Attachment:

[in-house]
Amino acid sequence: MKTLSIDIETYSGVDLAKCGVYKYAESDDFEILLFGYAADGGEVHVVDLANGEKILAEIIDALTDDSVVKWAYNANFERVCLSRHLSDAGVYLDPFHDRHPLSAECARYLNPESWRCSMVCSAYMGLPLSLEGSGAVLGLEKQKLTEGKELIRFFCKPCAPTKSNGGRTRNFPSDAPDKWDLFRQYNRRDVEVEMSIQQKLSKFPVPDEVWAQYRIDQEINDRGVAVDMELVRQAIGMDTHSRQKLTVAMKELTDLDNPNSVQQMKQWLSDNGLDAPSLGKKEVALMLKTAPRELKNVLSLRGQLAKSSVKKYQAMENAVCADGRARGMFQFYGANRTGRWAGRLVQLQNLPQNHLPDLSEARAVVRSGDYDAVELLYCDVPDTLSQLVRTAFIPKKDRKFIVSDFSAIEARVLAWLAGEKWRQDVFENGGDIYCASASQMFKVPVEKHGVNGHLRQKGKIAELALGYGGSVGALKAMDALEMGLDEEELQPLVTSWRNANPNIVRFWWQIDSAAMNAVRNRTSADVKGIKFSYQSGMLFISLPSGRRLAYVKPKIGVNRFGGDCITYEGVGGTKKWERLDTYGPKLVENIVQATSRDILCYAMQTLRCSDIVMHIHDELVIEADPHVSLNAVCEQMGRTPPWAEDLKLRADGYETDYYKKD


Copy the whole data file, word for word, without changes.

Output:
[in-house]
Amino acid sequence: MKTLSIDIETYSGVDLAKCGVYKYAESDDFEILLFGYAADGGEVHVVDLANGEKILAEIIDALTDDSVVKWAYNANFERVCLSRHLSDAGVYLDPFHDRHPLSAECARYLNPESWRCSMVCSAYMGLPLSLEGSGAVLGLEKQKLTEGKELIRFFCKPCAPTKSNGGRTRNFPSDAPDKWDLFRQYNRRDVEVEMSIQQKLSKFPVPDEVWAQYRIDQEINDRGVAVDMELVRQAIGMDTHSRQKLTVAMKELTDLDNPNSVQQMKQWLSDNGLDAPSLGKKEVALMLKTAPRELKNVLSLRGQLAKSSVKKYQAMENAVCADGRARGMFQFYGANRTGRWAGRLVQLQNLPQNHLPDLSEARAVVRSGDYDAVELLYCDVPDTLSQLVRTAFIPKKDRKFIVSDFSAIEARVLAWLAGEKWRQDVFENGGDIYCASASQMFKVPVEKHGVNGHLRQKGKIAELALGYGGSVGALKAMDALEMGLDEEELQPLVTSWRNANPNIVRFWWQIDSAAMNAVRNRTSADVKGIKFSYQSGMLFISLPSGRRLAYVKPKIGVNRFGGDCITYEGVGGTKKWERLDTYGPKLVENIVQATSRDILCYAMQTLRCSDIVMHIHDELVIEADPHVSLNAVCEQMGRTPPWAEDLKLRADGYETDYYKKD